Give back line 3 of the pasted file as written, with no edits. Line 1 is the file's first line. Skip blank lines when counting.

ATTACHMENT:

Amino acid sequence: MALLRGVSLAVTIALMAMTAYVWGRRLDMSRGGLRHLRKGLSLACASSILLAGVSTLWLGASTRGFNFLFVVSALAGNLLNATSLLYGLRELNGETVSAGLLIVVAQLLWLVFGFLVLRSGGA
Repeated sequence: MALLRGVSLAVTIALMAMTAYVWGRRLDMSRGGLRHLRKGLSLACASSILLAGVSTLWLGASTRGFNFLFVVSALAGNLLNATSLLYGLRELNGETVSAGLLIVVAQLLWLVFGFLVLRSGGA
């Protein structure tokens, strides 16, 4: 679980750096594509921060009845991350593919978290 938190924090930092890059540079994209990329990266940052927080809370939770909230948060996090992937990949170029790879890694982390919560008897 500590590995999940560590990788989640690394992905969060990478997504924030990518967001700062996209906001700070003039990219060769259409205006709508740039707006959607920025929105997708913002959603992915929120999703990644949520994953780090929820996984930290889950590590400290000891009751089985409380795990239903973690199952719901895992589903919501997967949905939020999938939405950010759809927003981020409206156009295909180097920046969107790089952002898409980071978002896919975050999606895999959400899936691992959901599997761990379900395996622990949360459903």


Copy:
């Protein structure tokens, strides 16, 4: 679980750096594509921060009845991350593919978290 938190924090930092890059540079994209990329990266940052927080809370939770909230948060996090992937990949170029790879890694982390919560008897 500590590995999940560590990788989640690394992905969060990478997504924030990518967001700062996209906001700070003039990219060769259409205006709508740039707006959607920025929105997708913002959603992915929120999703990644949520994953780090929820996984930290889950590590400290000891009751089985409380795990239903973690199952719901895992589903919501997967949905939020999938939405950010759809927003981020409206156009295909180097920046969107790089952002898409980071978002896919975050999606895999959400899936691992959901599997761990379900395996622990949360459903």